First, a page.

Energy Efficiency Takes Center Stage

July 12, 2007
TI's new fab facility boasts 20% savings on energy consumption.

The National Association of Manufacturers took a step in June toward making energy efficiency a priority by signing an agreement with the U.S. Energy Department to collaborate on energy-reduction efforts. The memorandum of understanding calls for the implementation of energy management programs, clean and efficient technologies, and the establishment of continual energy efficiency and intensity reduction improvements.

For NAM and the Energy Department to succeed in their efforts, manufacturers will need to rethink the way future facilities are built and consider changes to their current structures. Texas Instruments' semiconductor fabrication facility in Richardson, Texas, could serve as a model for manufacturers seeking energy-efficient plant designs.

Though the site is not yet fully operational, the company expects energy savings greater than 20% of a traditional semiconductor fab, according to Lara Wallentine, worldwide environmental safety and health communications director for Texas Instruments. The facility cost approximately $321 million to construct, with an estimated $2 million dedicated toward environmentally friendly features, Wallentine says. Among the key energy-savings features of the 1.1-million-square-foot building completed in May 2006 are:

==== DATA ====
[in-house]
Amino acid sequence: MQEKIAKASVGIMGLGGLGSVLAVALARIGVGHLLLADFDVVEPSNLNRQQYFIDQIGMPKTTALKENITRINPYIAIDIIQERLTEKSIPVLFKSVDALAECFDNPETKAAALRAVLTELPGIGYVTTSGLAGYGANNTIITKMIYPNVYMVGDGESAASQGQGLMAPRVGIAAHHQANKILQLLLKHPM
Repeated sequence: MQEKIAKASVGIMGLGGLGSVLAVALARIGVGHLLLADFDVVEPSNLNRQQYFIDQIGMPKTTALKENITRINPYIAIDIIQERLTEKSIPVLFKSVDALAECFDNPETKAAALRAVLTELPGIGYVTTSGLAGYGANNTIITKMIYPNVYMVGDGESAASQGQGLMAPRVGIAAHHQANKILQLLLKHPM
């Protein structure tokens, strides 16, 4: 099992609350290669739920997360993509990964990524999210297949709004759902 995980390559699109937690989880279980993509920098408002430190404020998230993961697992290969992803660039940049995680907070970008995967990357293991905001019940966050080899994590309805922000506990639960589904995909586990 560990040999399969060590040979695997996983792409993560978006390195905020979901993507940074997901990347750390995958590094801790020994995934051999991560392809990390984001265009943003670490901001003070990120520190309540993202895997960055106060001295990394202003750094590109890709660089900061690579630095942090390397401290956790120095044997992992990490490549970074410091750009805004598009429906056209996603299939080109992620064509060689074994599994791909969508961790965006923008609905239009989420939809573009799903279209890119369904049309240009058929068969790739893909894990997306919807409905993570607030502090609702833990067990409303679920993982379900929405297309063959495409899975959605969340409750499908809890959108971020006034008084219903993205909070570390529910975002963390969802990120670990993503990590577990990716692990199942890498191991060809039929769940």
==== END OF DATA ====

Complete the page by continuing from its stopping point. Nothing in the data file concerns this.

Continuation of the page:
Reduced bends in piping at Texas Instruments' Richardson, Texas, facility utilize less energy.
  • rooftop solar panels that power the facility's water heater;
  • light shelves that utilize natural daylight, rather than fluorescent bulbs, in work areas;
  • no turns in the piping so less energy is required to push material through.

The company is exploring whether it can apply some of these features at other Texas Instruments facilities. "We have a team that formed earlier this year that is looking at how to implement some of these [features] at existing facilities and how to achieve LEED certification," Wallentine says.

The plant is the first semiconductor facility to receive a Leadership in Energy and Environmental Design (LEED) certificate, according to Texas Instruments. LEED is a national standard set by the nonprofit U.S. Green Building Council for facilities that meet certain sustainable building criteria.

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About the Author

Jonathan Katz | Former Managing Editor

Former Managing Editor Jon Katz covered leadership and strategy, tackling subjects such as lean manufacturing leadership, strategy development and deployment, corporate culture, corporate social responsibility, and growth strategies. As well, he provided news and analysis of successful companies in the chemical and energy industries, including oil and gas, renewable and alternative.

Jon worked as an intern for IndustryWeek before serving as a reporter for The Morning Journal and then as an associate editor for Penton Media’s Supply Chain Technology News.

Jon received his bachelor’s degree in Journalism from Kent State University and is a die-hard Cleveland sports fan.

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